Making Capitalism in Rural China

Making Capitalism in Rural China

Michael Webber

This stimulating and challenging book explores the duplicitous nature of development in China. On the positive side, it brings longer and healthier lives; fewer children dead before they are five years old; more comfort and security from famine and disaster; more education; more communication; more travel; less war. But from another, darker perspective, development brings violence to some people – those who are in the way of the new things, those who cannot adapt to the new ways – and it threatens old knowledges, habits and societies as it disrupts old power structures.

Chapter 3: Buying Out Collectives and Farms

Michael Webber

Subjects: asian studies, asian development, asian geography, asian urban and regional studies, development studies, asian development, development studies, geography, human geography, urban and regional studies, urban studies


1 Sunan is southern Jiangsu, west-northwest of Shanghai. Suzhou, one of Sunan’s municipalities, is 100 km from downtown Shanghai, or 24 minutes by the new G-train service (see Figure 3.1). At Suzhou, a bus or cab can take you southwest towards the township of Mudu in 15 or 20 minutes. An old town containing pleasant landscaped gardens, Mudu is a prosperous and rapidly growing Chinese town of undistinguished apartment blocks, suburban shopping malls and industrial parks that was home to 55 000 local residents (and about half as many again migrants) in 2003. Adjacent to the southwestern boundary of Mudu is the village of Xie (谢村). Or, rather, it was – for Xie has been merged with two adjacent villages to form a new, larger village; and Mudu is no longer a town but has become part of the urban area of Suzhou. In 2003 Xie combined traditional village houses with newer, flamboyantly large, delta-style twostorey houses, bounded by an industrial park that spilled over from Mudu. But it was a village: the road was uneven, narrow and dusty; the bus was a Figure 3.1 Location of places referred to in Chapter 3 43 M2819 - WEBBER TEXT.indd 43 20/12/2011 08:38 44 Making capitalism in rural China dirty, crowded 25-seater; the households had vegetable gardens and some grew rice; there were a few dairying, shrimp, crab and mushroom raising activities; and the residents had rural hukou.2 It was home to 2700 people, a third of them migrants. In the 1980s and...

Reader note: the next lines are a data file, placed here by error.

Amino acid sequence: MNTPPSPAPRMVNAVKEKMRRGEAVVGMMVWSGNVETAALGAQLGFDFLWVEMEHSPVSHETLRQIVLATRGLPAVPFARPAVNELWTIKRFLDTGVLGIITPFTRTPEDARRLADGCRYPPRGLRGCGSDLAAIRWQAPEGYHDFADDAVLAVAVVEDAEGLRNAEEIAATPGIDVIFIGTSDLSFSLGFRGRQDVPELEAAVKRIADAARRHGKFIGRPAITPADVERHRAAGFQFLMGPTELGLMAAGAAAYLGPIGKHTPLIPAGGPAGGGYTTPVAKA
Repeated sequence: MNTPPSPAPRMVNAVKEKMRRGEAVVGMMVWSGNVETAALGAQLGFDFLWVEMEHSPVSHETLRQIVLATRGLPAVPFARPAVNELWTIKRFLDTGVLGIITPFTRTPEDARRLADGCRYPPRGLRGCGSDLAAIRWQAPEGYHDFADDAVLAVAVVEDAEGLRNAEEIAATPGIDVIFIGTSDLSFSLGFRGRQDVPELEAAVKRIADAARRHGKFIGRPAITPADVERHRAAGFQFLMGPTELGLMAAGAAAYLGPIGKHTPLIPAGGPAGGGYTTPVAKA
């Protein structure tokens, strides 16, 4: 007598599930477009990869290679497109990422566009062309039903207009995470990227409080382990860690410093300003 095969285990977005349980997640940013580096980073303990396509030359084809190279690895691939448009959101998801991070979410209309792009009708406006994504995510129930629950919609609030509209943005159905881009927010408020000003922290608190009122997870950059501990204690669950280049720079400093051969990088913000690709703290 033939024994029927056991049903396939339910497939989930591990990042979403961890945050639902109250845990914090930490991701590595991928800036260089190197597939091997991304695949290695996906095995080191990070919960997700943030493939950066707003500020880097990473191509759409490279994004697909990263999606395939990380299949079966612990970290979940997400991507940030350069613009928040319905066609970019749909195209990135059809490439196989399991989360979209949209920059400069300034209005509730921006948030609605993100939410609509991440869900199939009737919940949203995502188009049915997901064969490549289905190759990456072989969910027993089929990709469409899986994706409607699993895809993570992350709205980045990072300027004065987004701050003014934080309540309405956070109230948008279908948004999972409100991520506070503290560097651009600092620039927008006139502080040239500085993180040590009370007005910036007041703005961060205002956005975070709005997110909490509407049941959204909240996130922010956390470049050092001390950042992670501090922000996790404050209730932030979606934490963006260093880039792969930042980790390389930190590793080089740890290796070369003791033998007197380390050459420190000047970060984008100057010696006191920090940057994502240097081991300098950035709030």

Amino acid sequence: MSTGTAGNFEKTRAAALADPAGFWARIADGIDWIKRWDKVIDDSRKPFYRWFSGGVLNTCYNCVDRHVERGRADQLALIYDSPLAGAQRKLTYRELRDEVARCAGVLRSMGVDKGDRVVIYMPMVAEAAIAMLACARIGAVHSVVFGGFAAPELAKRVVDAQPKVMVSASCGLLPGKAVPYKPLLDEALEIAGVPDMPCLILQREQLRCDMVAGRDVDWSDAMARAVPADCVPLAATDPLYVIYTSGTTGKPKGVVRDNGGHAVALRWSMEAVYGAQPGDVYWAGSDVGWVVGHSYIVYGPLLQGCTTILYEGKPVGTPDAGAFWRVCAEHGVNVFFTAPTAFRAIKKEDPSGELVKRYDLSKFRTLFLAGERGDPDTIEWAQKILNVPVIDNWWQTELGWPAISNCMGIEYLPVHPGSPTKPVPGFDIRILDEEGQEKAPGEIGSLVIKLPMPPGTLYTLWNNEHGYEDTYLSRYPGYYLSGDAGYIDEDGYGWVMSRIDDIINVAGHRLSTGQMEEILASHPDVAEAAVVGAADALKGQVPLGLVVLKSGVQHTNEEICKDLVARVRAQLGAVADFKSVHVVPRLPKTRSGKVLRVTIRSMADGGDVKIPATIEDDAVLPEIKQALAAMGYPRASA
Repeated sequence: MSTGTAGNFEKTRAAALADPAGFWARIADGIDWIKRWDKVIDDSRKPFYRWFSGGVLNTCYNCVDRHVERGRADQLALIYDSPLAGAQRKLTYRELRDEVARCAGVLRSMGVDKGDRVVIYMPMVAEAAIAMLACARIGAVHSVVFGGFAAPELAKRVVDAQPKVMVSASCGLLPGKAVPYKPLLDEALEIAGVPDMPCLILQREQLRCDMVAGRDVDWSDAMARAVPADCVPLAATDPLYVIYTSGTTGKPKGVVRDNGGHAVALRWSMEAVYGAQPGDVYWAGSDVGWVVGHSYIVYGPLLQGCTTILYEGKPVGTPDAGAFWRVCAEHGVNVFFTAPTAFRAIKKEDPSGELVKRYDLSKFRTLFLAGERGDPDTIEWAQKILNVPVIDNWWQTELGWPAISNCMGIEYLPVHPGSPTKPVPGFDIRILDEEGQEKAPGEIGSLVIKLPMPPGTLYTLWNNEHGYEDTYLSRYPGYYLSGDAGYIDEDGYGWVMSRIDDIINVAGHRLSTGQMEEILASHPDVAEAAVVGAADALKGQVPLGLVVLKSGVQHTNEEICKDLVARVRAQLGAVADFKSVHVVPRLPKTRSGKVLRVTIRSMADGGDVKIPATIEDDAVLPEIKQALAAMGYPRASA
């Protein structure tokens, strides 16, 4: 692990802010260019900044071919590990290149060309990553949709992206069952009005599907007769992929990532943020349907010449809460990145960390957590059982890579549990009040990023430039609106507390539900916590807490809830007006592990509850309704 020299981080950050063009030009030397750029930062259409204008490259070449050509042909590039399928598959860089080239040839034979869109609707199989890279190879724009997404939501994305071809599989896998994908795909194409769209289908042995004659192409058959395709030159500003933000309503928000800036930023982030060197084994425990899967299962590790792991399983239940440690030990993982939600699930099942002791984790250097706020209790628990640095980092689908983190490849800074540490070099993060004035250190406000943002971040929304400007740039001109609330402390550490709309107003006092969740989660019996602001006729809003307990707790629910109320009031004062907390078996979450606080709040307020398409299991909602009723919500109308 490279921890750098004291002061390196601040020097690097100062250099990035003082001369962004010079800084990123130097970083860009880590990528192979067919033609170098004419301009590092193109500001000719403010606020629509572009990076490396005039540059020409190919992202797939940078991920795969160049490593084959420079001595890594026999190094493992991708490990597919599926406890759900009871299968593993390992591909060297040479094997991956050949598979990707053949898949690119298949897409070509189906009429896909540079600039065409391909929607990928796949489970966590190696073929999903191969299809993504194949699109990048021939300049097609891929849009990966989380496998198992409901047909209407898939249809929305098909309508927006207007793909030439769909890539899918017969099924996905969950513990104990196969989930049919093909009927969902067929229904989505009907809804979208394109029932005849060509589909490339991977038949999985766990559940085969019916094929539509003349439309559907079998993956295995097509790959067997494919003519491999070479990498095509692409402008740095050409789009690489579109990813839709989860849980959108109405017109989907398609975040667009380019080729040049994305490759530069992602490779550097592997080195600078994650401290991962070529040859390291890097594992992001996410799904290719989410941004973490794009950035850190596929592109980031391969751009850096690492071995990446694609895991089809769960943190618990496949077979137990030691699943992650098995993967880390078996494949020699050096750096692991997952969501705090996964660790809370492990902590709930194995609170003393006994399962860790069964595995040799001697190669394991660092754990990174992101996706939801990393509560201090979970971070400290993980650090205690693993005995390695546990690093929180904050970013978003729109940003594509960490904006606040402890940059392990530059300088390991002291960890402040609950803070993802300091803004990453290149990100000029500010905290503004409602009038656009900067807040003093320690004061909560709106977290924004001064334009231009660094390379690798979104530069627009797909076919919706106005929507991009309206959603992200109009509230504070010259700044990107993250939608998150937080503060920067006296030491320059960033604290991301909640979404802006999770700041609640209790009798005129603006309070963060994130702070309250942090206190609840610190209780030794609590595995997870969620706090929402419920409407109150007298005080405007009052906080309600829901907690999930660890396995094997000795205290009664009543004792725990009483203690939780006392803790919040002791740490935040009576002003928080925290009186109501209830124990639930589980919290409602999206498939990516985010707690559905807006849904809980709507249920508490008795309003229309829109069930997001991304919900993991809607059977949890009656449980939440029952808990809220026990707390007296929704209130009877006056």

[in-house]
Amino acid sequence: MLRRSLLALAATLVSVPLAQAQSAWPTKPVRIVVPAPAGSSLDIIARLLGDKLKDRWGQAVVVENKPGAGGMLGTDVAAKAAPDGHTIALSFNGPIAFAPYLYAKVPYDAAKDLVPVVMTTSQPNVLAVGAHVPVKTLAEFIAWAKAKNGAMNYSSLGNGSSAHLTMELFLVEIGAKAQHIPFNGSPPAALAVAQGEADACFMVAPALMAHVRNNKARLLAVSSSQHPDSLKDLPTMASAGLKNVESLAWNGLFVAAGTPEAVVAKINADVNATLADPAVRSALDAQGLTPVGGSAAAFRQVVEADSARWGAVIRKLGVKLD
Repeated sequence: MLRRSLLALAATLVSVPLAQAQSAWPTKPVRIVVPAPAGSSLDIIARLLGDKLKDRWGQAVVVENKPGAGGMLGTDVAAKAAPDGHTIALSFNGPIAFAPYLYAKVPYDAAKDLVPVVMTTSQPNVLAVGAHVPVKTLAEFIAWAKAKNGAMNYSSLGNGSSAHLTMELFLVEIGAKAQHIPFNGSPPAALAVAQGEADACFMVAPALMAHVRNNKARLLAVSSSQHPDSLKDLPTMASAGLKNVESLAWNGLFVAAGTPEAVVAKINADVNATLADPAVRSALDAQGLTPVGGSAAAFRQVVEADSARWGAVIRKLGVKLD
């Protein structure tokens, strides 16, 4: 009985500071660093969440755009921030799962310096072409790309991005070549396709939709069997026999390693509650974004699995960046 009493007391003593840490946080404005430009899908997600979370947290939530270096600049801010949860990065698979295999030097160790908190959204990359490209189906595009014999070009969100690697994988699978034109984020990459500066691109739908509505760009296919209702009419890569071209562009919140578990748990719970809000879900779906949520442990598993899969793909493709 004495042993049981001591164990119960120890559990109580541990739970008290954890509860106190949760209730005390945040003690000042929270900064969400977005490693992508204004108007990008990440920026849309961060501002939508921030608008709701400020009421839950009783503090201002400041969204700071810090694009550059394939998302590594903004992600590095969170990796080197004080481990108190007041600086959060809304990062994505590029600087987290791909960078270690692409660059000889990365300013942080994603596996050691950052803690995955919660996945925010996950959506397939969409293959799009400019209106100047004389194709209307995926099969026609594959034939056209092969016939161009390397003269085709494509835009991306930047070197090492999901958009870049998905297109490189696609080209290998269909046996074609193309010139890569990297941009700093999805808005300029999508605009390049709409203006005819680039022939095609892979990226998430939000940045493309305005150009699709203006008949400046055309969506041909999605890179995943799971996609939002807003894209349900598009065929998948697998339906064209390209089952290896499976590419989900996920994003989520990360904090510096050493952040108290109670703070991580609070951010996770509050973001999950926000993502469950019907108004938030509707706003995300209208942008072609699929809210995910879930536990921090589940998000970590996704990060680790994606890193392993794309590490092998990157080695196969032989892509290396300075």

You are not authenticated to view the full text of this chapter or article.

Elgaronline requires a subscription or purchase to access the full text of books or journals. Please login through your library system or with your personal username and password on the homepage.

Non-subscribers can freely search the site, view abstracts/ extracts and download selected front matter and introductory chapters for personal use.

Your library may not have purchased all subject areas. If you are authenticated and think you should have access to this title, please contact your librarian.

Further information